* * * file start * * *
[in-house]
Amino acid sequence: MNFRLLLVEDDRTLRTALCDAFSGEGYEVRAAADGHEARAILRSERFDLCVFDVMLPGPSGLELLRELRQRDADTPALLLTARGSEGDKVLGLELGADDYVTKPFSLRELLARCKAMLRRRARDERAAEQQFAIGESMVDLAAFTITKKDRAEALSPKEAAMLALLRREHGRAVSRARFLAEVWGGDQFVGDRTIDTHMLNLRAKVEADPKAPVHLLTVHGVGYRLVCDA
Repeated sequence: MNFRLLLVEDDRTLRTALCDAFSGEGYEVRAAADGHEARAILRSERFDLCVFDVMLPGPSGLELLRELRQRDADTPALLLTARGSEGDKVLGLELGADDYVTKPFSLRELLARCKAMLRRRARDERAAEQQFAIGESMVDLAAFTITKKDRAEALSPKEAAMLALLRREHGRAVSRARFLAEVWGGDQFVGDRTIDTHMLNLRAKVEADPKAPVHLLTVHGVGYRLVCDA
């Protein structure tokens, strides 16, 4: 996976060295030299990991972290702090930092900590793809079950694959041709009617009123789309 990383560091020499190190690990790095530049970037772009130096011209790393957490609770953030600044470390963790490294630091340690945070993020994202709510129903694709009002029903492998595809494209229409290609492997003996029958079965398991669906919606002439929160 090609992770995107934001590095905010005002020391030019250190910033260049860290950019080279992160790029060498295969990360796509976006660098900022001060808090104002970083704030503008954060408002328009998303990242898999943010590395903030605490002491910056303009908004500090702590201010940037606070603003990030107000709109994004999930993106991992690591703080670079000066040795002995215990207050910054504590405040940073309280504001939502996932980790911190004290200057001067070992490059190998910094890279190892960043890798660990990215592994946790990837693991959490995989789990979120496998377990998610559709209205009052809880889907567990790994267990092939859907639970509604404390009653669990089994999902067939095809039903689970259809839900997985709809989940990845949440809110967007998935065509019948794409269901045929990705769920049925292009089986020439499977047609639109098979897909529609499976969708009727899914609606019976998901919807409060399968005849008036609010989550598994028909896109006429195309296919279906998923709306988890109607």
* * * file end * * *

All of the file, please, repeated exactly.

[in-house]
Amino acid sequence: MNFRLLLVEDDRTLRTALCDAFSGEGYEVRAAADGHEARAILRSERFDLCVFDVMLPGPSGLELLRELRQRDADTPALLLTARGSEGDKVLGLELGADDYVTKPFSLRELLARCKAMLRRRARDERAAEQQFAIGESMVDLAAFTITKKDRAEALSPKEAAMLALLRREHGRAVSRARFLAEVWGGDQFVGDRTIDTHMLNLRAKVEADPKAPVHLLTVHGVGYRLVCDA
Repeated sequence: MNFRLLLVEDDRTLRTALCDAFSGEGYEVRAAADGHEARAILRSERFDLCVFDVMLPGPSGLELLRELRQRDADTPALLLTARGSEGDKVLGLELGADDYVTKPFSLRELLARCKAMLRRRARDERAAEQQFAIGESMVDLAAFTITKKDRAEALSPKEAAMLALLRREHGRAVSRARFLAEVWGGDQFVGDRTIDTHMLNLRAKVEADPKAPVHLLTVHGVGYRLVCDA
């Protein structure tokens, strides 16, 4: 996976060295030299990991972290702090930092900590793809079950694959041709009617009123789309 990383560091020499190190690990790095530049970037772009130096011209790393957490609770953030600044470390963790490294630091340690945070993020994202709510129903694709009002029903492998595809494209229409290609492997003996029958079965398991669906919606002439929160 090609992770995107934001590095905010005002020391030019250190910033260049860290950019080279992160790029060498295969990360796509976006660098900022001060808090104002970083704030503008954060408002328009998303990242898999943010590395903030605490002491910056303009908004500090702590201010940037606070603003990030107000709109994004999930993106991992690591703080670079000066040795002995215990207050910054504590405040940073309280504001939502996932980790911190004290200057001067070992490059190998910094890279190892960043890798660990990215592994946790990837693991959490995989789990979120496998377990998610559709209205009052809880889907567990790994267990092939859907639970509604404390009653669990089994999902067939095809039903689970259809839900997985709809989940990845949440809110967007998935065509019948794409269901045929990705769920049925292009089986020439499977047609639109098979897909529609499976969708009727899914609606019976998901919807409060399968005849008036609010989550598994028909896109006429195309296919279906998923709306988890109607």